What Does Flooring Have To Do With Selling Books?

by Ashlynmathews on April 11, 2015

The dear hubby and I went to the hardware store today to look for flooring to replace the old carpet in the dining room and the vinyl in the kitchen. I was hoping he’d agree with my bargain hunting and buy the laminate cherry flooring that was on sale for $0.57/ square feet. Instead, we walked out with the vinyl laminate planks at $2.59/square feet.

You may be scratching your head and asking yourself, “Why is she sharing this story?”

Well, the story relates to writing and the business of indie publishing.

When my debut book was published in September 2012 by a small press publisher, my then editor said some wise words. “Ashlyn, this is a marathon, not a sprint.” Words authors have heard many times, I’m sure.

Home remodeling is a marathon and not a sprint in that the long term picture needs to be taken into account. The hubby and I could’ve gone with the cheaper flooring to save money now. However, we have four boys and a dog. Our family will grow in the coming years as the kids get married and have their own families. Small won’t be in our vocabulary.

We realized we needed to spend the extra money and buy a floor that will last longer and be more resilient for a family of six. Spending the extra money now is an investment in our future. Same is true with writing and the business of publishing. Spending money on promoting the backlist is an investment in the success of future books. Repeat that after me. “Spending money on promoting the backlist is an investment in the success of future books.”

Indie publishing is expensive, and the return in investment (ROI) can take months or years to recuperate depending on the author’s readership and output of books. As an indie author, I have a better understanding of what promotions work and what can be tweaked. Having control over my books and price helps, along with seeing daily sales across the major vendors.

When I had two books published with a traditional publisher, I spent thousands of dollars on tour blogs, ads, items for swags, and travel time without an inkling of the true measure of success or failures of those ventures. Nowadays, some traditionally published authors can have access to their sales page at various vendors set up by their publisher. This access gives them a better idea of how many copies they’re selling. However, they can’t control their own promotions and book prices, and that’s why I’ll always stay an indie author.

I’ve tried the praised method of making the first book in a series free or perma free (price matched to free on Amazon when a book is free at other vendors) and have seen success. I’ve also used Facebook groups geared toward readers looking for book news or bargains, and have seen success their too. Subsequent books in the series are selling, but the sales are trickling in rather than gushing, lol.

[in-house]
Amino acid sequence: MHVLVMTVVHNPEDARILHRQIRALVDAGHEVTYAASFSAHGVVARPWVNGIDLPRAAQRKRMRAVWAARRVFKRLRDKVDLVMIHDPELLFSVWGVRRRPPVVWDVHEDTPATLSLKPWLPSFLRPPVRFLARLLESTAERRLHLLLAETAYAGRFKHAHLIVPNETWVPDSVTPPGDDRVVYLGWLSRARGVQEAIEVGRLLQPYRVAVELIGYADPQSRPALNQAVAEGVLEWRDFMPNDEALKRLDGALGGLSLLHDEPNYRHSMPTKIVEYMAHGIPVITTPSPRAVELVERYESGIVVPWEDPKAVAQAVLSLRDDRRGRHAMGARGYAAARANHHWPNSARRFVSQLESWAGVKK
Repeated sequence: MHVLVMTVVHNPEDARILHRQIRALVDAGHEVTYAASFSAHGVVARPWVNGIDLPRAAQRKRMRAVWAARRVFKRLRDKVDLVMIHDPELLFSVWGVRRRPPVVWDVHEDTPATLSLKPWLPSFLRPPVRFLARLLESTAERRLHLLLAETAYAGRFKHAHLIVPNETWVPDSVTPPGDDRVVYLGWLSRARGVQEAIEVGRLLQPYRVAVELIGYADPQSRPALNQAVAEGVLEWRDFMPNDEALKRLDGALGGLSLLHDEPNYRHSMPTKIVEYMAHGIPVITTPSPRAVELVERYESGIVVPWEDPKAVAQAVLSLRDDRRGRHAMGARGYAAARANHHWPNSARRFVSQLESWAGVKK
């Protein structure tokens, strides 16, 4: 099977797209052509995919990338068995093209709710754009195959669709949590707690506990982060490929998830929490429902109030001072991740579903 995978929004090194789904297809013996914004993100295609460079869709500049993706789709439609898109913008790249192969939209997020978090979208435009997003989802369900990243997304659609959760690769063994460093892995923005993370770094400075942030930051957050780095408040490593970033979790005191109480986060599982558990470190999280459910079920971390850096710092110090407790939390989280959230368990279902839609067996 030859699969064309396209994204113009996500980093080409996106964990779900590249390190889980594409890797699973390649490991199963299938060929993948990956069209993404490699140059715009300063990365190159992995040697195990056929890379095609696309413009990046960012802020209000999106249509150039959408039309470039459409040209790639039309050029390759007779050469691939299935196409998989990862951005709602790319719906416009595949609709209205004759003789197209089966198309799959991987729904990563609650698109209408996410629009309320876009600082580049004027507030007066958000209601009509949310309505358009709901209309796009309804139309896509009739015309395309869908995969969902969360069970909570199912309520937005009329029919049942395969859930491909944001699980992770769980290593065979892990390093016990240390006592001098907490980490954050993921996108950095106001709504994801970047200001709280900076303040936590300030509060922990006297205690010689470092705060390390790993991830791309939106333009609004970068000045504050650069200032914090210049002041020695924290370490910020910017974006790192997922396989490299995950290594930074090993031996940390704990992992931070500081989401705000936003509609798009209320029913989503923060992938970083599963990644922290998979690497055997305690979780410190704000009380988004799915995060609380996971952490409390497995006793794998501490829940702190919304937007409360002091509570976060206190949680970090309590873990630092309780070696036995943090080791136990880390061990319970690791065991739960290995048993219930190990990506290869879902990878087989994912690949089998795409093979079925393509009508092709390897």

The book market is oversaturated. There isn’t a stigma to self-publishing anymore. In fact, there are lots of sites out there very willing to promote indie authors. I think they understand how hard it is for authors who are not backed by the big six publishers to find an audience.

Spending money on promoting the backlist is an investment in the success of future books. With three books releasing in the next two months, I decided I needed to invest in the success of those future books by promoting my backlist. I’ve vetted through several sites that are free to promote or require a fee for a guaranteed spot. Some have requirements that include: numbers of reviews, number of four and five star reviews, and whether the book is free, 99 cents, or a steep discount. I’ve contacted seven sites and spent less than $100. My promotion covers two books, UnMarked (paranormal, full length book) and Near Perfect (contemporary, 28k novella). Each book is 99 cents during a one month promotional period running to May 14th.

For authors who have signed up to get my blogs, I hope to provide useful information on what worked for me. For readers, I hope to point you to sites that offer free or bargain books through a subscription sign-up. I believe these sites are a win-win for the authors and the readers. Sure authors want to make money. Offering books for free or for 99 cents seems counterintuitive. But we’ve all got to start somewhere. That “somewhere” should be a vertical direction toward the skies rather than a horizontal straight and even path leading to a comfortable place.

A comfortable place doesn’t make for a successful business. Look at the businesses that have succeeded and those that have failed. Think Amazon and Apple. Successful businesses adapt, change and find innovative ways to make their businesses stand out. How do they do that? They think outside of the box. Book exposure through paid promotions isn’t new or outside-the-box thinking. For me, it’s the vertical climb versus the straight and even path to comfortable. Yesterday I was at comfortable. Today and tomorrow, I’m gearing up for the vertical climb.

In my next post, I’ll go over the vetting process for which sites I used to promote my books. I’ll also go over the reasoning behind which book I’m promoting and which dates I’ve chosen. For authors, I’ll provide a link to quickly find promotion sites. For readers, I’ll provide you with the wonderful sites I’ve chosen to promote on.

Just like a reader judges a book by its cover, I’ve judged the websites by the beauty of their presentation. I’m a very visual person. When I see a simple but beautiful site with lots of pretty books, well . . . I’m in my happy place for sure.

Thoughts on free books? Bargain books? Promotions for authors? Drop me a comment!

 

 

 

 

 

 

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